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Leonard v. Ormon

United States District Court, E.D. Kentucky, Southern Division, London

December 19, 2017

BRYAN G. LEONARD PETITIONER
v.
J. RAY ORMOND, Warden, RESPONDENT

          MEMORANDUM OPINION AND ORDER

          DAVID L. BUNNING UNITED STATES DISTRICT JUDGE

         Inmate Bryan Leonard has filed a petition for a writ of habeas corpus pursuant to 28 U.S.C. § 2241. (Doc. # 1). This matter is before the Court to conduct an initial screening of Leonard's petition. 28 U.S.C. § 2243; Alexander v. Northern Bureau of Prisons, 419 F. App'x 544, 545 (6th Cir. 2011).

         I. Factual and Procedural Background

         In April 2008, Leonard was indicted for his leadership role in a conspiracy to manufacture and distribute methamphetamine in Kansas City, Missouri. Four months later, Leonard signed a written agreement to plead guilty to five of the counts, including:

1. Conspiracy to manufacture and distribute 500 or more grams of methamphetamine in violation of 21 U.S.C. § 846;
2. Creating a substantial risk of harm to human life (by detonating a claymore mine to destroy his meth lab) in violation of 21 U.S.C. § 858;
3. Discharging a firearm during and in relation to a drug trafficking crime in violation of 18 U.S.C. § 924(c)(1)(A);
4. Forcibly assaulting Deputy United States Marshall Scott A. McGaha with a dangerous weapon while he was engaged in his official duties in violation of 18 U.S.C. § 111(a)(1); and
5. Maliciously destroying a building by means of fire and explosive materials in violation of 18 U.S.C. § 844(i).

         The plea agreement further recited the sentences Leonard faced under the pertinent statutes and under the sentencing guidelines, as well as his prior conviction for felony drug possession that could subject him to enhanced penalties. Finally, Leonard expressly waived his right to appeal or collaterally attack his convictions or any sentence imposed within the statutory range.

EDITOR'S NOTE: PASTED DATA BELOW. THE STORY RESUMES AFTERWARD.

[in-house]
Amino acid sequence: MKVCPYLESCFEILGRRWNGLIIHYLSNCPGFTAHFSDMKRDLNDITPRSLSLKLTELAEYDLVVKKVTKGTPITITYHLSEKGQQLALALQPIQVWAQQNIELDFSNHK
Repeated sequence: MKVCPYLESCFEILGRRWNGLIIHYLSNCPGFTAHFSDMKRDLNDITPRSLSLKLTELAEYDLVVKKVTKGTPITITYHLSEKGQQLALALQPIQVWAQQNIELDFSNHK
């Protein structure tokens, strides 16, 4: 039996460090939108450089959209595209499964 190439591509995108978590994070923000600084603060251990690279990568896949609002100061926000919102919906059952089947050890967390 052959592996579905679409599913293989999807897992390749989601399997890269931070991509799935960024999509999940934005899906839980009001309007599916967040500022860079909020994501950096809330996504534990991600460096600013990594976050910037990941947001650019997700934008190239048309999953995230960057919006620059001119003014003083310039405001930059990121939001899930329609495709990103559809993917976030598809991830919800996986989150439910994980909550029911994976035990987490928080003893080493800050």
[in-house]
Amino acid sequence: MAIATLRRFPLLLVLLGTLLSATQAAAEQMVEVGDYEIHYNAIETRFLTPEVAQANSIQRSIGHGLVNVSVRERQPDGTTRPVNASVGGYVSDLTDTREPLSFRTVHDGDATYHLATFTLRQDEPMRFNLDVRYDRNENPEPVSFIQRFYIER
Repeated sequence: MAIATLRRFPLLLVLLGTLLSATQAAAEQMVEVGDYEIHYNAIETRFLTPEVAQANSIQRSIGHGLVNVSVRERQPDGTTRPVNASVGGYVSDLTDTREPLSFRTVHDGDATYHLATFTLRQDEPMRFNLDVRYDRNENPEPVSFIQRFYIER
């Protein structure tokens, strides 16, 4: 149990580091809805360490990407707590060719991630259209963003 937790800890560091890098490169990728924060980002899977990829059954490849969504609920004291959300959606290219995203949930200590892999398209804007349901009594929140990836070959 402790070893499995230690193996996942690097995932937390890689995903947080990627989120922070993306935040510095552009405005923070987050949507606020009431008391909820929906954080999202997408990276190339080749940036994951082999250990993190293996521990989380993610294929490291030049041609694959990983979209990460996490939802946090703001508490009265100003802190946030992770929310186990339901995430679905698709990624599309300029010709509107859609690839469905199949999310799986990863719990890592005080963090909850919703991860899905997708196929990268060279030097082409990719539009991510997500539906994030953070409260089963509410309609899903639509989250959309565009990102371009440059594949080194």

Because Leonard had two prior convictions for felony drug offenses, he was potentially subject to a mandatory minimum term of life imprisonment on the § 846 drug conspiracy count. See 21 U.S.C. § 841(b)(1)(A). However, consistent with the terms of the plea agreement, in August 2008 the government filed a notice pursuant to 18 U.S.C. § 851 relying upon only one prior felony drug offense, a 2004 conviction for possession of methamphetamine. As a result, 21 U.S.C. § 841(b)(1)(A) required a statutory mandatory minimum of 20 years rather than life imprisonment.

         The presentence report concluded that Leonard had an offense level of 49, well above the maximum level of 43 set forth in the guidelines table, and a criminal history category of III. As a result, Leonard faced a statutory minimum of twenty years imprisonment on the drug trafficking conviction, with an advisory guidelines range of life imprisonment.

         In August 2009, the trial court sentenced Leonard to:

1. Life imprisonment on the drug trafficking conviction under ...

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